Antiretroviral drug-related liver mortality among HIV-positive persons in the absence of hepatitis B or C virus coinfection: the data collection on adverse events of anti-HIV drugs study.
Mar 31 2013
BACKGROUND: Liver diseases are the leading causes of death in human immunodeficiency virus (HIV)-positive persons since the widespread use of combination antiretroviral treatment (cART). Most of these deaths are due to hepatitis C (HCV) or B (HBV) virus coinfections. Little is known about other causes. Prolonged exposure to some antiretroviral drugs might increase hepatic mortality.
METHODS: All patients in the Data Collection on Adverse Events of Anti-HIV Drugs study without HCV or HBV coinfection were prospectively followed from date of entry until death or last follow-up. In patients with liver-related death, clinical charts were reviewed using a structured questionnaire.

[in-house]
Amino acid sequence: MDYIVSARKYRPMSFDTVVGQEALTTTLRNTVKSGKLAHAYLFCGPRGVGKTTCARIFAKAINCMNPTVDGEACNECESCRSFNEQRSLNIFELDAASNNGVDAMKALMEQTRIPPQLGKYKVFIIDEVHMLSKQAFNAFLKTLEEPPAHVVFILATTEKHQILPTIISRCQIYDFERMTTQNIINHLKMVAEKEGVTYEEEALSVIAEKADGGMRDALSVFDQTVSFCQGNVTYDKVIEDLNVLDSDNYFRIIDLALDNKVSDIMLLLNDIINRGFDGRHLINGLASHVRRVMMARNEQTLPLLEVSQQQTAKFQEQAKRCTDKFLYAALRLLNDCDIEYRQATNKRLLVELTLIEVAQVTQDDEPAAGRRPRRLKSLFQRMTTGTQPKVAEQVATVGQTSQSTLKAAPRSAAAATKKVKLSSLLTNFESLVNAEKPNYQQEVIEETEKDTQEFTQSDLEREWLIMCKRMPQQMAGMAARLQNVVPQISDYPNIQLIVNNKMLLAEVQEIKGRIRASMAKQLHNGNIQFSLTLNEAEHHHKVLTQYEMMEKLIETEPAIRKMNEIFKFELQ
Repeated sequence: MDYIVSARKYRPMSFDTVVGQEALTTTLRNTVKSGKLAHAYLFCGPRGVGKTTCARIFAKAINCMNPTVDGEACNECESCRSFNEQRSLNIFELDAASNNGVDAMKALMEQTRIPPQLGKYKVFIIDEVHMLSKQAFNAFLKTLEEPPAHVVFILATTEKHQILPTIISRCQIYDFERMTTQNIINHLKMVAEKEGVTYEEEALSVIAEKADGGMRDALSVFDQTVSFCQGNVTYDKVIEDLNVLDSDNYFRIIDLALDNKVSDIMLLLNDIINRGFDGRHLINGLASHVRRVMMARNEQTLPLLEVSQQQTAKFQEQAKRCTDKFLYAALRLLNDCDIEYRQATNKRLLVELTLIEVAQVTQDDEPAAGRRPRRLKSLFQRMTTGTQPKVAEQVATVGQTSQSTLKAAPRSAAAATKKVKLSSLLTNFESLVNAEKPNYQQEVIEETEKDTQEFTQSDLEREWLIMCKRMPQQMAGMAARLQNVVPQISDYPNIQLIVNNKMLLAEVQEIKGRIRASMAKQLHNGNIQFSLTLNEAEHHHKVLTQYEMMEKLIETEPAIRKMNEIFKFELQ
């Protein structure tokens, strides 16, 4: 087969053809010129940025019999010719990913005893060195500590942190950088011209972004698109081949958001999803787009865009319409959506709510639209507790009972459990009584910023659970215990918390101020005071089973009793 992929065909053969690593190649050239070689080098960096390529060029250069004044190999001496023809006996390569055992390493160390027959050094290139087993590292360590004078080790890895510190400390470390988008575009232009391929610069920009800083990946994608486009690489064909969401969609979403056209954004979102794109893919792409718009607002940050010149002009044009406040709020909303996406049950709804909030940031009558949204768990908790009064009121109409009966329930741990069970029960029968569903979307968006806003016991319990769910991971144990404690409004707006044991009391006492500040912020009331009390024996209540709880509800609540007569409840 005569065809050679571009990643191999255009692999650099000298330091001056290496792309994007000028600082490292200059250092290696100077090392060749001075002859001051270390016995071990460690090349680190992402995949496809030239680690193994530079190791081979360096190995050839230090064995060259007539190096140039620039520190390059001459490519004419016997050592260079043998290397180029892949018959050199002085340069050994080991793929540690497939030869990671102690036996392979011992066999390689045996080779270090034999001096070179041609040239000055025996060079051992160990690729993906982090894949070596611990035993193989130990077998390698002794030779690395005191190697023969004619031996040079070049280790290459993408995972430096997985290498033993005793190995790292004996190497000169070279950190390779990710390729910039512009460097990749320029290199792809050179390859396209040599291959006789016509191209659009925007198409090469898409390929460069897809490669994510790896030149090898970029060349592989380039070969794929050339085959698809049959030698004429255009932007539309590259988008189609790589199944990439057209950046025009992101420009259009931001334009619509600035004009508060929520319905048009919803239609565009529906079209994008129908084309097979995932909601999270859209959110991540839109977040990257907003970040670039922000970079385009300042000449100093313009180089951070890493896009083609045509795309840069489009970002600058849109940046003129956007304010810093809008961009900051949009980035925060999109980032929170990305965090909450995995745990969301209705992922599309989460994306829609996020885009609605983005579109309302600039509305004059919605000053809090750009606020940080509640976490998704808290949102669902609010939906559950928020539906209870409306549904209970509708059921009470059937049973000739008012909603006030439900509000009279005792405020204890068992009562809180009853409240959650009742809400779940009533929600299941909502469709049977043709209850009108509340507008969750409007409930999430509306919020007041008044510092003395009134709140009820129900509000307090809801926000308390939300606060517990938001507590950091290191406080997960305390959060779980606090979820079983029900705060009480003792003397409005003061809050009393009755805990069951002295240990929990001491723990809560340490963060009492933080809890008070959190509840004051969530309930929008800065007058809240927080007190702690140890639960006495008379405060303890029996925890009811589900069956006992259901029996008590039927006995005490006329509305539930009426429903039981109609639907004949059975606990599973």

RESULTS: We followed 22 910 participants without hepatitis virus coinfection for 114 478 person-years. There were 12 liver-related deaths (incidence, 0.10/1000 person-years); 7 due to severe alcohol use and 5 due to established ART-related toxicity. The rate of ART-related deaths in treatment-experienced persons was 0.04/1000 person-years (95% confidence interval, .01, .10).
CONCLUSIONS: We found a low incidence of liver-related deaths in HIV-infected persons without HCV or HBV coinfection. Liver-related mortality because of ART-related toxicity was rare.
PMID: 23090925 [PubMed - indexed for MEDLINE]
PMCID: PMC3582358 [Available on 2014/3/15]